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Santa Cruz Mountains – A Study in Terroir
The Santa Cruz Mountains remains one of the most distinctive appellations in California, with an ever-increasing number of world-class Chardonnays, Pinots and Cabernet Sauvignons that merit serious attention.
Big Basin’s estate vineyard, with the Rattlesnake Rock parcel and winery below
Stanford’s campus, Silicon Valley, major highways and a number of other landmarks are all visible from high-up on the ridges that form the Santa Cruz Mountains, yet this collection of rugged hillside vineyards remains quite isolated, almost completely detached from the bustling world below. The San Andreas Fault runs right through the Santa Cruz Mountains and acts as a natural border between the cooler, western part of the appellation, where Burgundian varieties thrive, and the more inland, eastern side of the region, which is more hospitable to Bordeaux varieties. Over the last few years a handful of top winemakers from outside the immediate area have begun sourcing fruit here, including Wind Gap, Ceritas and Arnot-Roberts. Their wines serve to further illustrate the huge potential and sheer greatness these sites are capable of.
Tasting through the 2013 Rhys Pinots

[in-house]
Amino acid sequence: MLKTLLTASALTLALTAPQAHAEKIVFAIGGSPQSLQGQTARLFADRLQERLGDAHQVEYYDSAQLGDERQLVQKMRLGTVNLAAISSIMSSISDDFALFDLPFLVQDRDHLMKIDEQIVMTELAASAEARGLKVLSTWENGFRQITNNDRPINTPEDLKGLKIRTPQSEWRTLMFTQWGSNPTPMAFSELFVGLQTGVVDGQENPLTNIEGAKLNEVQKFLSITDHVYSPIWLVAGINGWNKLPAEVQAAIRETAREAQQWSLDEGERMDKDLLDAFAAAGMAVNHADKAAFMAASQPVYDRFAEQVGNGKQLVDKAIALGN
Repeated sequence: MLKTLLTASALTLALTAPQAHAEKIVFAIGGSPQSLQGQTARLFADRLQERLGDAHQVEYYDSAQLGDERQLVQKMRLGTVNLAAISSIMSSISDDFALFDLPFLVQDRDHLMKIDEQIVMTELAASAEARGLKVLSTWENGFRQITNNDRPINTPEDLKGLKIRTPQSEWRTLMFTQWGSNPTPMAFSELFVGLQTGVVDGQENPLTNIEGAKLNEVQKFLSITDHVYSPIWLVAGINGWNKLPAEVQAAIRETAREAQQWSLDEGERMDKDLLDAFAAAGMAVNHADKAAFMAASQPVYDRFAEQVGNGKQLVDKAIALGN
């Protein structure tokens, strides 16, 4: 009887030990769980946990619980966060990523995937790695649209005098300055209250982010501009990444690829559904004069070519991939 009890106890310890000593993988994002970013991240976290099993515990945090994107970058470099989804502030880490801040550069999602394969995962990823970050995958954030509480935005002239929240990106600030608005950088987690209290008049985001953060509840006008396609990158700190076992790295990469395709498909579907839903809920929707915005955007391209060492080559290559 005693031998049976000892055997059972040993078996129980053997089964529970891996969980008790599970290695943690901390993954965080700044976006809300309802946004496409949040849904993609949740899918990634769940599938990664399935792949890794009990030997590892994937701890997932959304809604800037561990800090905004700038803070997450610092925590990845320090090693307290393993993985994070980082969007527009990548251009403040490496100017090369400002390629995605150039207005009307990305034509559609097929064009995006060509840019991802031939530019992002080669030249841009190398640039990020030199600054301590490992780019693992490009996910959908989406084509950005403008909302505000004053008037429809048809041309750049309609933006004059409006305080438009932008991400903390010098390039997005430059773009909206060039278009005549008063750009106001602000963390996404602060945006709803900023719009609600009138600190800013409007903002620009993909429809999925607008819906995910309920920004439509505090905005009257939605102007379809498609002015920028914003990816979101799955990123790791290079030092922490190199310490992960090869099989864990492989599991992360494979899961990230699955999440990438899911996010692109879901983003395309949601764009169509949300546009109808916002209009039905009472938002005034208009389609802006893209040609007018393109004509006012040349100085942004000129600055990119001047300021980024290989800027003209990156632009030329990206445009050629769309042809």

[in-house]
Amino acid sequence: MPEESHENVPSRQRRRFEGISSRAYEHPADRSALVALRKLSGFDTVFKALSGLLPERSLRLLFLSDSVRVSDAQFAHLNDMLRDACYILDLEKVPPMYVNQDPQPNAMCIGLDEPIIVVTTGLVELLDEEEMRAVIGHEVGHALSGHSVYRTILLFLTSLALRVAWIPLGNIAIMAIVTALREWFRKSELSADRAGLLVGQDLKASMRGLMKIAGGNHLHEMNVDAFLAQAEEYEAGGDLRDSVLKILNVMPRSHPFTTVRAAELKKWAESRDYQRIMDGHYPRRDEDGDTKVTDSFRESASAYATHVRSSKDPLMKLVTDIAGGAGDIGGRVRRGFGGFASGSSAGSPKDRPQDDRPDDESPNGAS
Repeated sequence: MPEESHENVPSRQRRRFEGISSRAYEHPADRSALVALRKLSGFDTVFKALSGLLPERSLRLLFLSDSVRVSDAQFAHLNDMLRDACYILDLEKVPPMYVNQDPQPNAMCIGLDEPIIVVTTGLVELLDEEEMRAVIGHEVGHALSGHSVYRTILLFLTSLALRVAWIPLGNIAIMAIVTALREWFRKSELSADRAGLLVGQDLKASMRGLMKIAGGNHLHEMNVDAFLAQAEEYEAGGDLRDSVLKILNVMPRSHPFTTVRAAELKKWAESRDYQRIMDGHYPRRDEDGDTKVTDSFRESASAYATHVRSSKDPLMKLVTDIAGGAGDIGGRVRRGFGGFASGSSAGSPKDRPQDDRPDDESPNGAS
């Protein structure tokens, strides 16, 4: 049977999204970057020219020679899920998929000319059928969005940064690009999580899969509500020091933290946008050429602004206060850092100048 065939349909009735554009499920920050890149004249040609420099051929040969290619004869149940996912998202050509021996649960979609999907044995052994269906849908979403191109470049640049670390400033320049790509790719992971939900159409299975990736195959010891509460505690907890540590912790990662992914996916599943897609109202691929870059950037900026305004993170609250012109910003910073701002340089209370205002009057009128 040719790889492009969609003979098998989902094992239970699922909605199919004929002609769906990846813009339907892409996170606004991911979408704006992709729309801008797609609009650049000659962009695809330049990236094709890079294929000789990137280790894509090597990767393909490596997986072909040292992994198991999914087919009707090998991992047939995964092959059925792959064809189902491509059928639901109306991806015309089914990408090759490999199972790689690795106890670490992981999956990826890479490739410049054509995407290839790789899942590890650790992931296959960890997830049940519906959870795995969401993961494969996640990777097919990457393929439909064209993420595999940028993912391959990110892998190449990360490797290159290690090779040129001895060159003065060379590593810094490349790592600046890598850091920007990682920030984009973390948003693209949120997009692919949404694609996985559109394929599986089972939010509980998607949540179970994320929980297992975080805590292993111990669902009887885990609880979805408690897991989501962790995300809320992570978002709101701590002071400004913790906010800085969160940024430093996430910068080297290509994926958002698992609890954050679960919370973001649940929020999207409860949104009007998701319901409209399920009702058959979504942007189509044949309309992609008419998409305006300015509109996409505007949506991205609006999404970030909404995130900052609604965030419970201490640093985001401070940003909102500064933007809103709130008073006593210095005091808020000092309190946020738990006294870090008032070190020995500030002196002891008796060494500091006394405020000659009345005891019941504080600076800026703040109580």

Most of the wines I tasted on my most recent trip were from the 2012 vintage, a growing season that rewarded producers with much more favorable conditions and a more generous crop than 2011. These steep, hillside sites are already quite marginal in normal years. Cool, late-ripening years such as 2011 can push things to the limit. In 2012 however, producers benefited from a long, relaxed summer with plenty of sunshine and no heat spikes or other shocks. The 2012s are radiant and expressive. Yields were on the generous side for the Santa Cruz Mountains, which only means average in terms of what would be considered normal elsewhere around the world. Because the yields are essentially normal in this vintage, I did not taste as many diluted 2012s in the Santa Cruz Mountains as I encountered elsewhere throughout the Central Coast.
Above and Cover: Fogarty’s Albutom Chardonnay vineyard. Note the wide spacing and terracing typical of older sites in the Santa Cruz Mountains
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-- Antonio Galloni